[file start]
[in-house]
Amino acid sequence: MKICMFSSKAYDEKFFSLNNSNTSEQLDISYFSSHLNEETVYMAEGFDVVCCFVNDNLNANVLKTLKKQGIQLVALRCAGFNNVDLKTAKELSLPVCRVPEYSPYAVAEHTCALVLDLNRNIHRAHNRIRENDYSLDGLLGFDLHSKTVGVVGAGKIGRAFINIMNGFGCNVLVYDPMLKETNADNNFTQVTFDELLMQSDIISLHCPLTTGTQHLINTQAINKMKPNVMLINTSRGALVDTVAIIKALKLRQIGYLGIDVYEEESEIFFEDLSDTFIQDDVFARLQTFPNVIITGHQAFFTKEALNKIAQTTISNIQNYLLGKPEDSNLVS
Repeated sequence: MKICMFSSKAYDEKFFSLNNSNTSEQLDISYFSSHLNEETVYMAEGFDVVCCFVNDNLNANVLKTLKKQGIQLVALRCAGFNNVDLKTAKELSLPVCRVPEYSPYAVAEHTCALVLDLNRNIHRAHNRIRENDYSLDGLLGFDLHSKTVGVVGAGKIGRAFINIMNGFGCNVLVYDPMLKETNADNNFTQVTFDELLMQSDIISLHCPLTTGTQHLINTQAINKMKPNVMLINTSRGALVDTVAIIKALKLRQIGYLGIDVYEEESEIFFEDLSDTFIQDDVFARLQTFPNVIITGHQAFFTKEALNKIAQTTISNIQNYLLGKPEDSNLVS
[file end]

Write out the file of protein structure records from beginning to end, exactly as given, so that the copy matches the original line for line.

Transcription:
[in-house]
Amino acid sequence: MKICMFSSKAYDEKFFSLNNSNTSEQLDISYFSSHLNEETVYMAEGFDVVCCFVNDNLNANVLKTLKKQGIQLVALRCAGFNNVDLKTAKELSLPVCRVPEYSPYAVAEHTCALVLDLNRNIHRAHNRIRENDYSLDGLLGFDLHSKTVGVVGAGKIGRAFINIMNGFGCNVLVYDPMLKETNADNNFTQVTFDELLMQSDIISLHCPLTTGTQHLINTQAINKMKPNVMLINTSRGALVDTVAIIKALKLRQIGYLGIDVYEEESEIFFEDLSDTFIQDDVFARLQTFPNVIITGHQAFFTKEALNKIAQTTISNIQNYLLGKPEDSNLVS
Repeated sequence: MKICMFSSKAYDEKFFSLNNSNTSEQLDISYFSSHLNEETVYMAEGFDVVCCFVNDNLNANVLKTLKKQGIQLVALRCAGFNNVDLKTAKELSLPVCRVPEYSPYAVAEHTCALVLDLNRNIHRAHNRIRENDYSLDGLLGFDLHSKTVGVVGAGKIGRAFINIMNGFGCNVLVYDPMLKETNADNNFTQVTFDELLMQSDIISLHCPLTTGTQHLINTQAINKMKPNVMLINTSRGALVDTVAIIKALKLRQIGYLGIDVYEEESEIFFEDLSDTFIQDDVFARLQTFPNVIITGHQAFFTKEALNKIAQTTISNIQNYLLGKPEDSNLVS